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DC injection questions.
2

DC injection questions.

DC injection questions.

(OP)
I'm yanking a Star-Delta starter out of a machine (400V 11A) and its being replaced with a VFD - some existing Mitsubishi. The machine has a large spinning blade with lots of kinetic energy to deal with. The old setup had a DC injection system.

I haven't messed with DC injection much, can someone give me the 1 minute tour?

Seems most VFDs have a DC injection mode available. Do I want to bother with this or is it better to go with a controlled stop and probably a braking resistor?

If that's more effective why do they bother with providing a DC injection feature?

Keith Cress
kcress - http://www.flaminsystems.com

RE: DC injection questions.

I would go with the ramp down stop and a braking resistor.
You may not be the future person to repair this machine.
There is a lot more familiarity with braking resistors than with DC injection braking.
The next person to look at this may not be familiar with DC injection braking.
As I remember DC injection from many years ago, The stopping time was several times greater than the starting time.
I understand that with ramp down and a robust braking resistor the stopping time may be as short as the starting time.
I doubt that DC injection can achieve that.
DC injection was used for loads that tended to coast for 5 or 10 minutes.
Doing a quick change of chipper knives during a 10 minute coffee break was not possible without some type of braking.
Not much engineering was involved. You tended to use whatever was available.
In one instance a Lincoln Motor-Generator welding machine was used as the DC supply for a large induction motor.
As I remember the effectiveness of DC injection diminished as the speed dropped.
Go with what you know.
It may well out perform DC injection braking.
But, it's been a long time, memory fades.
If Gunnar has a better memory I will yield to his advice.

Bill
--------------------
"Why not the best?"
Jimmy Carter

RE: DC injection questions.

Thanks, Bill.

But I think your views are sufficient. If braking does not occur too frequently, the resistor is a good choice. If there is cyclic ramping up and down, a 4Q drive is better. Less heat and better overall efficiency.

I had (have, it is ongoing) a case where there wasn't even a brake chopper in the drive. I asked the customer if it was the chopper or the braking he wanted. He didn't even know about choppers so we looked at other possibilities and are now installing a resistor plus a contactor that connects the resistor to the DC bus when there is a stop command and disconnect when the drive is at stand-still. We didn't even have to use a DC contactor (not much inductivity in the circuit to keep arcs alive) but if you want to do it properly find one with "blow magnets".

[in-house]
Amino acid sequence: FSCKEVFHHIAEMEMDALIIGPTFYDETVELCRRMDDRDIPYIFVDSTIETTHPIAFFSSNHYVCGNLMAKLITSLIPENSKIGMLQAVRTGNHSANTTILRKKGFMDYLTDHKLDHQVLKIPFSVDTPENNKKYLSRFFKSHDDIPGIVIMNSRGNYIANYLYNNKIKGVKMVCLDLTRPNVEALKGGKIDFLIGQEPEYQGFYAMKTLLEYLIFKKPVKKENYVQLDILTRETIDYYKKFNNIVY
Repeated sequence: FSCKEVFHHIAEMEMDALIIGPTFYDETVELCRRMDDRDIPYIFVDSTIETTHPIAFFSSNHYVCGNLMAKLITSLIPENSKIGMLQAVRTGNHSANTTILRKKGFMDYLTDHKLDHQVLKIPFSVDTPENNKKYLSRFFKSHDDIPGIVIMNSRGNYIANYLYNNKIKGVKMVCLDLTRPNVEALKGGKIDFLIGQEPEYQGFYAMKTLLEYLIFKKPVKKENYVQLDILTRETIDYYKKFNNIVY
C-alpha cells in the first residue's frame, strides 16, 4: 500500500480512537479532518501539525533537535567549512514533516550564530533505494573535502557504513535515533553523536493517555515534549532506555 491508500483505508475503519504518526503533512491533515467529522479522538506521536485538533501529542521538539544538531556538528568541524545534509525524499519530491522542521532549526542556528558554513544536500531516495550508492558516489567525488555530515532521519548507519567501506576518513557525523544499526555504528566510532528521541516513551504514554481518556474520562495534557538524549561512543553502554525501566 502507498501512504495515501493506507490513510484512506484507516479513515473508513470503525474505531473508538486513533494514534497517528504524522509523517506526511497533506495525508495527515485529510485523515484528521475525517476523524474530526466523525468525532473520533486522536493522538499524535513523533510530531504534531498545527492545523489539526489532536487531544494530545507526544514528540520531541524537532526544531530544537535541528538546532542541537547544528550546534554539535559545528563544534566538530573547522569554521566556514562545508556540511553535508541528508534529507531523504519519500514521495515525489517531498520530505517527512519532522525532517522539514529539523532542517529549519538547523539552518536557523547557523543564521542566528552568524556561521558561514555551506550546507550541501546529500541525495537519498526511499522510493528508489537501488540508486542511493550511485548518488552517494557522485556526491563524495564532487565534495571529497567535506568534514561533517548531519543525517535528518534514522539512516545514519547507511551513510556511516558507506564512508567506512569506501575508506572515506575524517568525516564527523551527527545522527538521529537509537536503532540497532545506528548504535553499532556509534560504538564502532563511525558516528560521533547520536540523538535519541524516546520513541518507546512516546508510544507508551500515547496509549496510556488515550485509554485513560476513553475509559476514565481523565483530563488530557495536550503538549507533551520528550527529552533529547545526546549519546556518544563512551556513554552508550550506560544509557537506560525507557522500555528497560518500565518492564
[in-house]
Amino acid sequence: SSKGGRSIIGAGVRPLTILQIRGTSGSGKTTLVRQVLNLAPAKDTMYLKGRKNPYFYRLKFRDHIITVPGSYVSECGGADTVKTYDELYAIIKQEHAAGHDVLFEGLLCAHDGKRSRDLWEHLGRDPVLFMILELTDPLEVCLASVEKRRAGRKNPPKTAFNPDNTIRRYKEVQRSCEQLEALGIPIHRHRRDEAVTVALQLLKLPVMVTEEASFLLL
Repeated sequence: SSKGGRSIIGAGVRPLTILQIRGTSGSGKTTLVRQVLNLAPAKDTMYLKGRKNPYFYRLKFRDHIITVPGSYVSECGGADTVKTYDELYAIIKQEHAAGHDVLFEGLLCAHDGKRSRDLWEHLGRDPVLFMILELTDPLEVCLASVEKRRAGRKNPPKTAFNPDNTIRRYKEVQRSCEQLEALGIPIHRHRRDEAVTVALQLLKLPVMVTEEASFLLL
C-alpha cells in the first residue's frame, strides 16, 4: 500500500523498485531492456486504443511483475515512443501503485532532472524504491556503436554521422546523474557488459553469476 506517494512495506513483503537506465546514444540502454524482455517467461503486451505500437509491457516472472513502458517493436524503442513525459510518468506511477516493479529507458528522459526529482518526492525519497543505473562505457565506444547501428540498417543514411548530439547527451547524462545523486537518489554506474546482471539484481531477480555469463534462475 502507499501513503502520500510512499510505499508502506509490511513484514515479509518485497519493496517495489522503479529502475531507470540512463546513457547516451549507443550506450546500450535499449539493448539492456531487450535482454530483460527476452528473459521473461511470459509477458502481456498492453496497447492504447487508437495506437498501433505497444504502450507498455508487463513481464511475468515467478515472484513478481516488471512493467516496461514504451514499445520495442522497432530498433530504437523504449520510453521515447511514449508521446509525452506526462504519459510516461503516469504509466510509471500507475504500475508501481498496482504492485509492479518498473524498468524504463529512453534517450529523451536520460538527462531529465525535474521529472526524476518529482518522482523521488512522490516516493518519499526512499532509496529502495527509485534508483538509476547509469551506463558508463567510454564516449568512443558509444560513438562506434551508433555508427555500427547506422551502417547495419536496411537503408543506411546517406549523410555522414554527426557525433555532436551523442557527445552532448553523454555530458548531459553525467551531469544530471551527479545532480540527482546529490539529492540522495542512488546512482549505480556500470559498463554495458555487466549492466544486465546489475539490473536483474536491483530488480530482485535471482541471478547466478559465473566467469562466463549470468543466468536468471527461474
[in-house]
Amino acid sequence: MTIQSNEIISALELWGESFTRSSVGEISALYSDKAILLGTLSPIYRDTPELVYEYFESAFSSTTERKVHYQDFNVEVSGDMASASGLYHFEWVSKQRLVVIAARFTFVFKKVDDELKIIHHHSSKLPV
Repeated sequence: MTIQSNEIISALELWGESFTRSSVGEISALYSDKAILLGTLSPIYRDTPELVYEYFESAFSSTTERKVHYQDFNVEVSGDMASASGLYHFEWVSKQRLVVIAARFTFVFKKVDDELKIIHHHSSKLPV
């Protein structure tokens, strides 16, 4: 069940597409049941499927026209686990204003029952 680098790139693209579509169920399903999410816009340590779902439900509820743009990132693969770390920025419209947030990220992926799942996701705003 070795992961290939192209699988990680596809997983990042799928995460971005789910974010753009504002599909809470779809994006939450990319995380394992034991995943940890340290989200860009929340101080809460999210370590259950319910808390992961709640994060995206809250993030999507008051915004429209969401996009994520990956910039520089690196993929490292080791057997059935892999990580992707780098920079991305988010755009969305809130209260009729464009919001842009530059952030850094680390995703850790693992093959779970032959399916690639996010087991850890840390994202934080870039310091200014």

The good thing with the VFD is that you have a controlled and constant braking down to near zero RPM. You don't get that with DC injection.

Gunnar Englund
www.gke.org
--------------------------------------
Half full - Half empty? I don't mind. It's what in it that counts.

RE: DC injection questions.

(OP)
OK. Thanks gents, I'll stick with the controlled stop.

BTW I can't believe how much crap can be replaced by a VFD in this application. Five contactors, a couple of timers/relays and a bridge rectifier system.

They tried 50Hzing by feeding the entire machine with the VFD set to 50Hz. It completely toasted the S/D starter every few starts. Amazing it lasted that long and amazing the VFD didn't explode. Can you image what the VFD thought about a star-delta shift happening on its output. Sez something about Mitsubishi drives.

Keith Cress
kcress - http://www.flaminsystems.com

RE: DC injection questions.

The Wye/Delta probably wasn't happy if fed with low frequency. The motor current then looks like DC for quite a time. Tried to open a down-stream safety switch once when the drive was running at around 5 Hz, There was a "ssszzch" sound , so I closed the switch again. VFD survived but had to replace the switch and put a warning: "Never operate if motor energized" on it.